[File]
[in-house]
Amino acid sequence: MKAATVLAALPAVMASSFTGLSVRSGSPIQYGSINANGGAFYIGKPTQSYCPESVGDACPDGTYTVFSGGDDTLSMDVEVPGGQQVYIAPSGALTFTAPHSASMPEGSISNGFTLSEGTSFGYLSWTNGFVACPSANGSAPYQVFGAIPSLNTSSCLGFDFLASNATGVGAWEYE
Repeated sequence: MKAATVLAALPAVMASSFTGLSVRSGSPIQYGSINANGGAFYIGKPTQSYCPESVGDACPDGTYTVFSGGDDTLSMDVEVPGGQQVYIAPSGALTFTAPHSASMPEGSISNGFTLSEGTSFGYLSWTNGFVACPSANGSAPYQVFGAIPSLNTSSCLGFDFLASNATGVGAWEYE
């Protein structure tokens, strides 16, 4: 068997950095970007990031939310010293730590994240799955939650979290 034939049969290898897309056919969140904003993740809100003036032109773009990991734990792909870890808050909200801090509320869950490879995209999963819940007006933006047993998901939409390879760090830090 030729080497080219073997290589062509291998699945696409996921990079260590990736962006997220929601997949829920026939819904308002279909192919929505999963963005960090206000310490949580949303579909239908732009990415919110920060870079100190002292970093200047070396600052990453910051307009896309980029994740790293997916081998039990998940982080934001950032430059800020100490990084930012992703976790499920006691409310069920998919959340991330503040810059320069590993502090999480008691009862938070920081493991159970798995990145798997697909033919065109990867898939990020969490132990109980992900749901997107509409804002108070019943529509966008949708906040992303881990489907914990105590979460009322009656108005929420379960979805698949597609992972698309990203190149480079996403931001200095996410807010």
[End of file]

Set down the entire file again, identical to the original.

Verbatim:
[in-house]
Amino acid sequence: MKAATVLAALPAVMASSFTGLSVRSGSPIQYGSINANGGAFYIGKPTQSYCPESVGDACPDGTYTVFSGGDDTLSMDVEVPGGQQVYIAPSGALTFTAPHSASMPEGSISNGFTLSEGTSFGYLSWTNGFVACPSANGSAPYQVFGAIPSLNTSSCLGFDFLASNATGVGAWEYE
Repeated sequence: MKAATVLAALPAVMASSFTGLSVRSGSPIQYGSINANGGAFYIGKPTQSYCPESVGDACPDGTYTVFSGGDDTLSMDVEVPGGQQVYIAPSGALTFTAPHSASMPEGSISNGFTLSEGTSFGYLSWTNGFVACPSANGSAPYQVFGAIPSLNTSSCLGFDFLASNATGVGAWEYE
């Protein structure tokens, strides 16, 4: 068997950095970007990031939310010293730590994240799955939650979290 034939049969290898897309056919969140904003993740809100003036032109773009990991734990792909870890808050909200801090509320869950490879995209999963819940007006933006047993998901939409390879760090830090 030729080497080219073997290589062509291998699945696409996921990079260590990736962006997220929601997949829920026939819904308002279909192919929505999963963005960090206000310490949580949303579909239908732009990415919110920060870079100190002292970093200047070396600052990453910051307009896309980029994740790293997916081998039990998940982080934001950032430059800020100490990084930012992703976790499920006691409310069920998919959340991330503040810059320069590993502090999480008691009862938070920081493991159970798995990145798997697909033919065109990867898939990020969490132990109980992900749901997107509409804002108070019943529509966008949708906040992303881990489907914990105590979460009322009656108005929420379960979805698949597609992972698309990203190149480079996403931001200095996410807010």